Saturday, January 29, 2005


Acheulean Hand Axes Ought to Tell Us Something, But What?

An ultimate issue for understanding ourselves is explaining sources of cultural change and how culture is transmitted and organized between people. This makes what archeologists of pre-history say about the so-called Acheulean hand axes so interesting. (I re-developed this interest recently through reading Matt Ridley’s provocative and fascinating Nature via Nurture.) These chipped stone tools apparently were made by proto-humans for well over a million years; then more complex tool sets appeared, and the hand axe was soon no more.

A look at representative hand axes suggest that they may have been altered a bit over this tremendously long time period. But two things seem remarkable. In evolutionary time, a million years is extremely long; most species don’t last so long, and one would imagine culture by its nature (so to speak) to be more variable than biology. In fact, it does seem that quite different proto-human species continued the hand-axe culture. So the sheer survival value apparently imparted by the possession of this one simple tool must have been enormous.

And yet, if this one invention was so valuable, why were creatures who were able to develop it not able fairly soon to go further, to invent more specialized versions?
Some possible explanations:

1. The hand-axe users were not capable of the level of social cooperation that would have made more specialized tools work better.

2. The hand-axe users were very limited in their ability to learn new skills, so that in effect, to develop new tools would require giving up old ones. This seems unlikely since hand-axe users in fact seemed to flourish in a variety of different environments which would have required some specialized learning, though perhaps of a different kind than tool-making.

3. The hand-axe users had a very limited capability of passing on skills. This could have been partly due to cultural limitations, and partly due to genetic limitations. Thus a cultural limitation would simply mean that better modes of cultural transmission, while biologically feasible, simply hadn’t been invented yet. One such limitation might have been that fathers, though nearby during the raising of their offspring, had not yet gotten involved in teaching anything to them, or in effect being directly responsible at all for raising them, except possibly by offering protection and perhaps some nourishment, perhaps indirectly. (Sorry for all the qualifications, which wouldn’t be here if I had more recently in mind what our apish relatives do and what the fossil records might show. Evidently, orangutan males play little role at all in raising the young; male gorillas, from my own zoo observations, do little also, and from what I remember of Jane Goodall’s work, male chimps also do little. On the other hand, also from my own zoo observation, male siamangs seem to play a role equal to that of females in raising their young. Thus it is certainly not beyond the general ape pattern for human males to be involved in raising their young, and in so doing, to pass on culture if any, but it seems very possible that until quite late among proto-humans, this didn’t happen.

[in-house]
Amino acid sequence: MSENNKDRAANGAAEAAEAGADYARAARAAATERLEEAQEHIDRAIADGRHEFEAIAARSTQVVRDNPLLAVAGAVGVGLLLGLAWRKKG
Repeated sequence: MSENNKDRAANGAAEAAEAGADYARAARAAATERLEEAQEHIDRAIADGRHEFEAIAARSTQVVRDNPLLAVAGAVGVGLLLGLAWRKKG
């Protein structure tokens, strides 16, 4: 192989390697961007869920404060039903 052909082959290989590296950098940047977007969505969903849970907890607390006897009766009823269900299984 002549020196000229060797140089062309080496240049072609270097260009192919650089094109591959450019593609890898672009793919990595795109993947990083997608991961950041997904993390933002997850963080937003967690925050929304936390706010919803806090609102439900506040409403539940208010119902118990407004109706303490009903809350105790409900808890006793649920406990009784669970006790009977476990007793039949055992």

4. It is also possible that while the proto-humans in question could have invented more techniques – that is that their brains were complex enough to handle this easily — a kind of conservatism about preserving existing behaviors and not diluting them with new ones prevailed. We know that a strong degree of conservatism prevails among most humans today, and is particularly marked among children of about four(?), at least in certain matters, such as rules of games, gender roles, or eating patterns. And then again among many old people. It could be that the intermediate period of exploration and adventuresomeness was a later development for proto-humans. That would raise the question of how the hand-axe revolution happened in the first place, but one can imagine scenarios in which, for a small group, conservatism broke down, the revolution in tool-making took place, and then through contact or interbreeding with a larger group, the prevailing conservatism was re-established, but now with the hand axe as an exception.

5. But perhaps most likely is that once the hand axe was in use, further innovation would have required a denser population, to permit the necessary division of labor, on the one hand, and on the other to allow enough innovation to occur and be passed on successfully to enough “early adopters.”

I shall return in future to the question this raises about why population might have stayed below the innovation limit for so long.

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